On Bowie Kuhn's previous trip to Japan in 1974, the U.S. baseball commissioner said he would like to see a world series between the countries within five years. What Japan may get in 1979 in Notre Dame football - Japanese promoters are negotiating to move the Irish-Miami (Fla.) game slated Nov. 24 in the Orange Bowl to Tokyo - while Kuhn, visiting over there again, is now saying: 1984?

Kuhn told his hosts he hopes to see baseball included in the '84 Olympics, bringing about sort of a world series between the United States and Japan. But if he is serious about a super "serious" on the professional level, he must know that's a ways away. In Japan's majors currently, the home run leader is not Sadaharu Oh but U.S. emigre (11 career homers in the majors) Adrian Garrett, 18 to Oh's 16.

"We will both know when the time is ripe," Kuhn said of the two nations. And to help the Japanese ripen, the commissioner pointed to a newly arranged television package by which we show them how (for a pretty penny to U.S. baseball) via big-league action including World Series and All-Star Game. . .

Roberto Partarrieu, a George Mason U. senior (and former national champion in both Haiti and the Dominican Republic) is seeded No. 1 among the 208 competitors in this week's NAIA tennis tournament in Kansas City; he made the semis in both 1976 and 1977 . . . But Athletic Director Hap Spuhler & Co. won't let us forget GMU baseball: As the NCAA Division II season wound down, Patriot seniors Stan Reese (Fairfax High) and Dave Miller wound up as national leaders - .390 batsman Reese with 71 runs batted in and .321 hitter Miller with 56 stolen bases (in 60 tries). Former GMU first baseman Jerry Dellinger (Oakton High) recently became the school's first representative in organized ball, and, yes, that was he in the No. 5 spot in the Kinston, N.C., batting order in the Alexandria Dukes box scores over the weekend . . . GMU has petitioned to move up to Div. 1 in baseball, which James Madison U. downstate did this year - and produced one of the this year - and produced one of the nation's top hitters in senior oufielder Roger Lee of Warrenton: .462 with 10 HR, 55 RBI and a good bet - with another college baseball draft almost upon us - to follow 1976-77 mates Jim Barbe (Arlington), Mike LaCasse (Falls Church), Billy Sample and Todd Winterfeldt into the pro ranks . . .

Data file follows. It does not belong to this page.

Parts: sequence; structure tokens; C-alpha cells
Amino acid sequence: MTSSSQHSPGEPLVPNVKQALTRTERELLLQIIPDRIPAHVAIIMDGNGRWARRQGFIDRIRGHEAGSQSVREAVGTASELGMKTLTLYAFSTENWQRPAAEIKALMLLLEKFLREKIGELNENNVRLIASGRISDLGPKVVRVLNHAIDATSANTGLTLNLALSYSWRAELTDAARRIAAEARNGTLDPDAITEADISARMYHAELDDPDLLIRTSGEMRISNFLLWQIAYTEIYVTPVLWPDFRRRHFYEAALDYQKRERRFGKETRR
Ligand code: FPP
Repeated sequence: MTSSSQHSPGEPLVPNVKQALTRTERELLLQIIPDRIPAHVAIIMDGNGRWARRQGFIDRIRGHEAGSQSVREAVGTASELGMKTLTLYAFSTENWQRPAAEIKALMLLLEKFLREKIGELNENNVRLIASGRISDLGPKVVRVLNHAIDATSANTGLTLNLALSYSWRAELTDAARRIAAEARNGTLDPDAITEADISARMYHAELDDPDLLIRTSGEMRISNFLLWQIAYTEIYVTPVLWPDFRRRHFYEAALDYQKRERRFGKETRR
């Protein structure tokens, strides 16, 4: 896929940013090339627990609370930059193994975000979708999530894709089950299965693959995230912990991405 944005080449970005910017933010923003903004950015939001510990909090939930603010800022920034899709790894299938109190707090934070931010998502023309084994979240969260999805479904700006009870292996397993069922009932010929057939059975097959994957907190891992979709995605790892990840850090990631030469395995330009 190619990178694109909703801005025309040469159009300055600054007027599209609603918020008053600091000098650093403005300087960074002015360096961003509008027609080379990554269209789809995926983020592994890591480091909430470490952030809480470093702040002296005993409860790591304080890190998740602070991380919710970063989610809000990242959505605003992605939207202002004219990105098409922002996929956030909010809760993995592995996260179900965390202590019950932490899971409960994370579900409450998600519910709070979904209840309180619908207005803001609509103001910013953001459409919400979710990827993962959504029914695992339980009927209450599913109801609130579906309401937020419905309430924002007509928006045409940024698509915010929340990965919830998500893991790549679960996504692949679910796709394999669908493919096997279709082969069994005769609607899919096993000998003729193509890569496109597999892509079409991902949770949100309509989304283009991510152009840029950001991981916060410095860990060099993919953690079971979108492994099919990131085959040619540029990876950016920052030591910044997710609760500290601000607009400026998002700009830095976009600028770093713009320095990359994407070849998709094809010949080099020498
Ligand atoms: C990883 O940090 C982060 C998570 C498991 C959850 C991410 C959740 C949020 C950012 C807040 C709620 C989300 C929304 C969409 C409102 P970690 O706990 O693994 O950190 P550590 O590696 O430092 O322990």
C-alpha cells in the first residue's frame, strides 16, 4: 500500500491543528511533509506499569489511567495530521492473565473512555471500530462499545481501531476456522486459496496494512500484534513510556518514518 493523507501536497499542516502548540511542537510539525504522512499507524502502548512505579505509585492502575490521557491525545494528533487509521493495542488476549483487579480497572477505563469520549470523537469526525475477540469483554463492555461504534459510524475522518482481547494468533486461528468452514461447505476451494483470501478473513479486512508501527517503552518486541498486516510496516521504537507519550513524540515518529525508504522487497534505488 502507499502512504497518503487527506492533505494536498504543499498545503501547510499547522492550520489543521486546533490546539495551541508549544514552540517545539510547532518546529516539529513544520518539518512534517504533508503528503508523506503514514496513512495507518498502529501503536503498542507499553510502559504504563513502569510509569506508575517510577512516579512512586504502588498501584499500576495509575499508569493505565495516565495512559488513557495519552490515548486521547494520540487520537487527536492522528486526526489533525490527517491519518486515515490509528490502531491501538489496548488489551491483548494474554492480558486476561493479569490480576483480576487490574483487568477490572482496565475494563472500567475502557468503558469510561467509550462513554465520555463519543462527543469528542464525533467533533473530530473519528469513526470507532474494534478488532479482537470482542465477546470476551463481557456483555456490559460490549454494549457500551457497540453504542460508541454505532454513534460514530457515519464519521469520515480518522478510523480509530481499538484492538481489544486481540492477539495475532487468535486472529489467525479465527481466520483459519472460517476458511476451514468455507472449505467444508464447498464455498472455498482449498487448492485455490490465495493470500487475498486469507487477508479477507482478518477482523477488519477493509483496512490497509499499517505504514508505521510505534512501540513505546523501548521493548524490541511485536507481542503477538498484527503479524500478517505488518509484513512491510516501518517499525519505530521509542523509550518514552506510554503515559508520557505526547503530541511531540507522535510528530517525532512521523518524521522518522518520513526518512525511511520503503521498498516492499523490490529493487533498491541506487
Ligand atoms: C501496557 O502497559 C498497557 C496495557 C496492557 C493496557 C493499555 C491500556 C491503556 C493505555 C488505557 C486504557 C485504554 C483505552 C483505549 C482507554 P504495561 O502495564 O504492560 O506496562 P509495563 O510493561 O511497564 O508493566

Blane McDonald, ex-T. C. Williams High, knows all about the baseball draft and the third time could be the charm. A catcher, he was drafted in the first round by the Chicago Cubs in January 1977, couldn't agree on terms and stayed in junior college at South Florida; in June the Cincinnati Reds picked him on the second round but, again, the offer wasn't right. So the Alexandria husky settled in at Florida State and this spring, at last report was leading the Seminoles in hitting at .410 and playing superb defense behind the plate. Bill Saunders, a Northern Virginia baseball buff (also pointing out that Rob Teegarden of Jefferson High was starting in right field for U. of Florida and leading the Gators in RBI), sends a clipping from the Tallahassee Democrat profiling McDonald as "a ballplayer you want your son to grow up to become, a college level combination of John Havlicek and Steve Garvey . . . but nicknamed (by teammates) 'P.B.'" P.B.? Passed ball? No way. "Plain Blane" . . .

When degrees are given at Maryland on Friday, look for John Williams, 265-pound L.A. Ram offensive tackle - he gets his doctorate of dental surgery. And he did it in five offseasons, sometimes spending up to 14 hours a day in the U-Md. School of Dentistry clinic . . . Also in College Park, 1977 marketing grad Patti Wessel, who got some on-the-job training at the basketball nationals in L.A., has been named assistant sports information director - to publicize the 10 women's sports programs . . .